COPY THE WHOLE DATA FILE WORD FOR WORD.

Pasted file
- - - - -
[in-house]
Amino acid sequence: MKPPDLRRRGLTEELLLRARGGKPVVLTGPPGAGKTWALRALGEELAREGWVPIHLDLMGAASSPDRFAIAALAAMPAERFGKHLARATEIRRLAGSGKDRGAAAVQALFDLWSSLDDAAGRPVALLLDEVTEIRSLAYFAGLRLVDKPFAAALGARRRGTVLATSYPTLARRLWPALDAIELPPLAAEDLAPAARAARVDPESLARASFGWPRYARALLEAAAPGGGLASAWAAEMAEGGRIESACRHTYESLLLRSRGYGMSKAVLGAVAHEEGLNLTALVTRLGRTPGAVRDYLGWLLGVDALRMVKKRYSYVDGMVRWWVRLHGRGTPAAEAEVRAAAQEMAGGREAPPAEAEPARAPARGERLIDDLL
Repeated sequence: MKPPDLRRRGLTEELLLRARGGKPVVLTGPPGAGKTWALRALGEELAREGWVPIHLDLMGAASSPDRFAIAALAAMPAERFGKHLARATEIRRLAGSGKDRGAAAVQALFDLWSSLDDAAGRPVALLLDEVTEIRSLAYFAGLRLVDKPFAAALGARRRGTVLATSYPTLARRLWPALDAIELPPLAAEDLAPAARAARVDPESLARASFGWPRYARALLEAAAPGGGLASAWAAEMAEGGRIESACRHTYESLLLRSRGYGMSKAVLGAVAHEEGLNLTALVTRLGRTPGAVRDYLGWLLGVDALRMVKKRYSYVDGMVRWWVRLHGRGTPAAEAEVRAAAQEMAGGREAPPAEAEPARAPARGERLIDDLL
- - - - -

[in-house]
Amino acid sequence: MKPPDLRRRGLTEELLLRARGGKPVVLTGPPGAGKTWALRALGEELAREGWVPIHLDLMGAASSPDRFAIAALAAMPAERFGKHLARATEIRRLAGSGKDRGAAAVQALFDLWSSLDDAAGRPVALLLDEVTEIRSLAYFAGLRLVDKPFAAALGARRRGTVLATSYPTLARRLWPALDAIELPPLAAEDLAPAARAARVDPESLARASFGWPRYARALLEAAAPGGGLASAWAAEMAEGGRIESACRHTYESLLLRSRGYGMSKAVLGAVAHEEGLNLTALVTRLGRTPGAVRDYLGWLLGVDALRMVKKRYSYVDGMVRWWVRLHGRGTPAAEAEVRAAAQEMAGGREAPPAEAEPARAPARGERLIDDLL
Repeated sequence: MKPPDLRRRGLTEELLLRARGGKPVVLTGPPGAGKTWALRALGEELAREGWVPIHLDLMGAASSPDRFAIAALAAMPAERFGKHLARATEIRRLAGSGKDRGAAAVQALFDLWSSLDDAAGRPVALLLDEVTEIRSLAYFAGLRLVDKPFAAALGARRRGTVLATSYPTLARRLWPALDAIELPPLAAEDLAPAARAARVDPESLARASFGWPRYARALLEAAAPGGGLASAWAAEMAEGGRIESACRHTYESLLLRSRGYGMSKAVLGAVAHEEGLNLTALVTRLGRTPGAVRDYLGWLLGVDALRMVKKRYSYVDGMVRWWVRLHGRGTPAAEAEVRAAAQEMAGGREAPPAEAEPARAPARGERLIDDLL